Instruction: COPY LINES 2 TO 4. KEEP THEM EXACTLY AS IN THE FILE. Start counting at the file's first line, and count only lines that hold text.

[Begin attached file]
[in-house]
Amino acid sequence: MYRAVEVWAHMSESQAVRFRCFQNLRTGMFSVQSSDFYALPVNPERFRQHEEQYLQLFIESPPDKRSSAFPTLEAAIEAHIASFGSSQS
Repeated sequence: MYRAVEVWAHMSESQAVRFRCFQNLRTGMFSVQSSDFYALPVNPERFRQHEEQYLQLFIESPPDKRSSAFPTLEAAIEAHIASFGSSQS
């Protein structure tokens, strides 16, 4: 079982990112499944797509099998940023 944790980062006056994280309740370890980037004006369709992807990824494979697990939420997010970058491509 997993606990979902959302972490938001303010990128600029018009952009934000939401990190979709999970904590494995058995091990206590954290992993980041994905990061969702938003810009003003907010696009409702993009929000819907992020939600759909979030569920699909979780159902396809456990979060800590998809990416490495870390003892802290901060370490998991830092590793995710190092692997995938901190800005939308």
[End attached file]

Amino acid sequence: MYRAVEVWAHMSESQAVRFRCFQNLRTGMFSVQSSDFYALPVNPERFRQHEEQYLQLFIESPPDKRSSAFPTLEAAIEAHIASFGSSQS
Repeated sequence: MYRAVEVWAHMSESQAVRFRCFQNLRTGMFSVQSSDFYALPVNPERFRQHEEQYLQLFIESPPDKRSSAFPTLEAAIEAHIASFGSSQS
């Protein structure tokens, strides 16, 4: 079982990112499944797509099998940023 944790980062006056994280309740370890980037004006369709992807990824494979697990939420997010970058491509 997993606990979902959302972490938001303010990128600029018009952009934000939401990190979709999970904590494995058995091990206590954290992993980041994905990061969702938003810009003003907010696009409702993009929000819907992020939600759909979030569920699909979780159902396809456990979060800590998809990416490495870390003892802290901060370490998991830092590793995710190092692997995938901190800005939308």